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Wild Game: My Mother, Her Lover and Me is the story of Adrienne Brodeur’s tumultuous relationship with her mother, Malabar. At just 14, Adrienne’s relationship with her mother changes one fateful night when her mother wakes her up from sleeping to inform Adrienne she’s just been kissed by Ben Souther, her husband’s best friend. Adrienne becomes an accomplice to this secret affair and helps keep it alive for years to come, as she perpetually seeks her mother’s love, affection, and approval. review: When I heard about this book earlier in the year I was immediately intrigued. I’m not one to read a lot of memoirs, but this one read almost like fiction and I flew through it. The writing is compelling and the family dynamics were like a train wreck you couldn’t stop watching. As I read I was equal parts shocked at Malabar’s behavior and appalled that Adrienne could be an accomplice to her mother’s inappropriate behavior. Brodeur also discussed the repercussions for the affair that she was coerced into covering up and how the lies affected her own relationships and emotional wellbeing as an adult, which I enjoyed hearing about. rating: 4.5 out of 5 ⭐️
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I'm really sorry I didn't read this earlier because, what.a.ride! Oh wow! Once I got into it, I could not put it down. This book is a gorgeously-written memoir that brings many issues forward for deep consideration.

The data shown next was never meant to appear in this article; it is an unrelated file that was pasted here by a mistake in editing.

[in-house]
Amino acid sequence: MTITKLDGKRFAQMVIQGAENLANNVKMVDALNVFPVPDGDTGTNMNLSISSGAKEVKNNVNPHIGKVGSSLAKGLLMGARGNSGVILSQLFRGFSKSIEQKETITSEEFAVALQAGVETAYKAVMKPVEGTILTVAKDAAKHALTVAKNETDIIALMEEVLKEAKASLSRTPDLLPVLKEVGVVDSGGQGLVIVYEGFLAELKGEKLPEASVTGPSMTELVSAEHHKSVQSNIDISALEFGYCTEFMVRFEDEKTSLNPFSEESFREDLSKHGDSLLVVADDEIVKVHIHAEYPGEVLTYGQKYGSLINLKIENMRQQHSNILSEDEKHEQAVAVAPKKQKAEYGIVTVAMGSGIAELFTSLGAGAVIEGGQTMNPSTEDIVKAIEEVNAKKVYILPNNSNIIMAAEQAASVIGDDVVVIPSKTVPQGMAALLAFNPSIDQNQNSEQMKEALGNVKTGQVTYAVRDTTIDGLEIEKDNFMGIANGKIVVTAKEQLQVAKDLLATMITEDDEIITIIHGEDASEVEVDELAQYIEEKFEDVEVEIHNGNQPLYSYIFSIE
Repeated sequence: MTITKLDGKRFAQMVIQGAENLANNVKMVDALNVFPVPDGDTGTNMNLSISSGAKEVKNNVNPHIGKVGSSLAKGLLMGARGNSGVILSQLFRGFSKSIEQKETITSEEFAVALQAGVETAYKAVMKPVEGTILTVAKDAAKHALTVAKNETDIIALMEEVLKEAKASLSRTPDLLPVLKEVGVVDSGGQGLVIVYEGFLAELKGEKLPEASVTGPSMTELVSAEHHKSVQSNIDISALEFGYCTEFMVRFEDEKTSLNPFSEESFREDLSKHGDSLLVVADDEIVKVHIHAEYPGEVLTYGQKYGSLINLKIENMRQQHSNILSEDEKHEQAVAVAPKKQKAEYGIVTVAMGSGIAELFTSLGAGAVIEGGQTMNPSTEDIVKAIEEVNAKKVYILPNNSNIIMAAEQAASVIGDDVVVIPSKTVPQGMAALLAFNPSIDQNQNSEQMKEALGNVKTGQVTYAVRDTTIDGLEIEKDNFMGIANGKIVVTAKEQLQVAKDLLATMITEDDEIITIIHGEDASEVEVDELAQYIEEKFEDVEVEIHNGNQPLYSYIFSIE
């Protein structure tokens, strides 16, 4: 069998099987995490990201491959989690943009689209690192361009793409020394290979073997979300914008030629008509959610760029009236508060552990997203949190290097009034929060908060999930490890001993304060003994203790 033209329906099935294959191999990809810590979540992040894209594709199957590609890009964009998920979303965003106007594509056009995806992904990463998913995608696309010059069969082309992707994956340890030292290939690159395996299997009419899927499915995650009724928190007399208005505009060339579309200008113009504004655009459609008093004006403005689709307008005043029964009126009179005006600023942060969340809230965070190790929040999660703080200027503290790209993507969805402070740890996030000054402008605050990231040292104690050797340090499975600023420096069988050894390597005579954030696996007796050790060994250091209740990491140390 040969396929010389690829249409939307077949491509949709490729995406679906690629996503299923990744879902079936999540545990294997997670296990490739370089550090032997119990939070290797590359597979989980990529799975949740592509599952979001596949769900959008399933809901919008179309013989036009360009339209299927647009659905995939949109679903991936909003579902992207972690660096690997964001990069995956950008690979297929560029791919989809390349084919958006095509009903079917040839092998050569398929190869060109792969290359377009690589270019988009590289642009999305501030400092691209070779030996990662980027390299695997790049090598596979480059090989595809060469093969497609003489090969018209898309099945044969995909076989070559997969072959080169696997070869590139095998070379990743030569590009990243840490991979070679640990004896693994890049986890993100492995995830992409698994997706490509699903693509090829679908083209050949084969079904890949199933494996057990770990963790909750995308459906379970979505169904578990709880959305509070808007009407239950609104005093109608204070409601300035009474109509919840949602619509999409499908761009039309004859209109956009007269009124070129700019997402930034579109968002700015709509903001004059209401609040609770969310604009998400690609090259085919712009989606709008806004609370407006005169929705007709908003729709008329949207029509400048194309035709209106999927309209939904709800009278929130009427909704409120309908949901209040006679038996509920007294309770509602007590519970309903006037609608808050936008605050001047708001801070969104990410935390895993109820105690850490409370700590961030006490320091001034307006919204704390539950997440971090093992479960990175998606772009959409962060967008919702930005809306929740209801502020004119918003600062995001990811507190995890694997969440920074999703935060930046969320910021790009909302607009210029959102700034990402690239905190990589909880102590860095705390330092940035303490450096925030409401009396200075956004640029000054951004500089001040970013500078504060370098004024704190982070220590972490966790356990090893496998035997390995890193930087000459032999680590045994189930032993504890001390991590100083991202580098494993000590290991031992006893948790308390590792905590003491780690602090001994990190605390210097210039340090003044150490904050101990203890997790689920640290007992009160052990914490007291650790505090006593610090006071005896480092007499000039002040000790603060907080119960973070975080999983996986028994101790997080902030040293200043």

It is the story of Adrienne (Rennie)'s relationship with her mother, Malabar. One summer when Rennie was 14, her mother confided in her about the beginnings of an affair with her husband's best friend. From that day forward, they became confidantes and co-conspirators, two halves of one whole. Their wild game took a long, dangerous path, and for Rennie, the consequences would reach farther than she could ever imagine.

Even though Malabar's parenting decisions were questionable, I find it hard to despise her. Like Jack said in the book, it's not acceptable, but it's understandable.  I understand her humanity, and not even because of what she supposedly went through as a child. Which of us is without flaws? Which of us really know how best to live life and gets it right all the time? We're all just winging it.

It's easy to put people into "black and white" and "bad and good," boxes,  but we are so much more complex than that. We have so many sides to us, so many things that make up our stories and who we are. It's true that ultimately, we decide who we want to be, but the courage to chart a new course and stay with it does not come easy.

I must say that Adrienne's storytelling is superb; she wrote Malabar with so much compassion. Her love humanized Malabar. At first I wondered why she referred to her as 'Malabar' instead of 'Mother,'  but I soon realised that Malabar loomed so large that it is the only way you can really think of or describe her. In that one word: Malabar.

The book gets a little hard to read at some points, but I can already tell it's a story I will return to: for quotes, for perspective, for understanding.
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We included in our book coverage online and in print across 11 Southern California outlets. It was positive coverage.
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This was one of the best, yet craziest, books I've read all year. I cannot even imagine having a mother like Malabar. I didn't think it could get any crazier but I was constantly surprised. highly recommend to anyone that loves a good memoir, and even those that don't.